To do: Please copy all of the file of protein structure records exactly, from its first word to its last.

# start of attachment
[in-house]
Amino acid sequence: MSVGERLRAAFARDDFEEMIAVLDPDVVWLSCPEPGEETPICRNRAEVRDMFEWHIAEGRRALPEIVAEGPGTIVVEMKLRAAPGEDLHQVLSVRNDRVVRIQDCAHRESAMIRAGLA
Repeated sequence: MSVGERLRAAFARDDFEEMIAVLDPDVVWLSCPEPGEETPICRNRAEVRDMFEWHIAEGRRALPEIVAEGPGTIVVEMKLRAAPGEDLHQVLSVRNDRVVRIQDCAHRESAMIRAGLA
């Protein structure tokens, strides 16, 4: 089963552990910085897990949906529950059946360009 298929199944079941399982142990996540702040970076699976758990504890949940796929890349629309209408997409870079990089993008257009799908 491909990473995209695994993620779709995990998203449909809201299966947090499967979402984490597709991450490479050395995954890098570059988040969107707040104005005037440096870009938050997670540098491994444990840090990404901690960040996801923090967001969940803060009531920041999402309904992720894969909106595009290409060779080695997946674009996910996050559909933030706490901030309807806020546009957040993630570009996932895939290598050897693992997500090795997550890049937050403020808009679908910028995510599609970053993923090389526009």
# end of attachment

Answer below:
[in-house]
Amino acid sequence: MSVGERLRAAFARDDFEEMIAVLDPDVVWLSCPEPGEETPICRNRAEVRDMFEWHIAEGRRALPEIVAEGPGTIVVEMKLRAAPGEDLHQVLSVRNDRVVRIQDCAHRESAMIRAGLA
Repeated sequence: MSVGERLRAAFARDDFEEMIAVLDPDVVWLSCPEPGEETPICRNRAEVRDMFEWHIAEGRRALPEIVAEGPGTIVVEMKLRAAPGEDLHQVLSVRNDRVVRIQDCAHRESAMIRAGLA
């Protein structure tokens, strides 16, 4: 089963552990910085897990949906529950059946360009 298929199944079941399982142990996540702040970076699976758990504890949940796929890349629309209408997409870079990089993008257009799908 491909990473995209695994993620779709995990998203449909809201299966947090499967979402984490597709991450490479050395995954890098570059988040969107707040104005005037440096870009938050997670540098491994444990840090990404901690960040996801923090967001969940803060009531920041999402309904992720894969909106595009290409060779080695997946674009996910996050559909933030706490901030309807806020546009957040993630570009996932895939290598050897693992997500090795997550890049937050403020808009679908910028995510599609970053993923090389526009």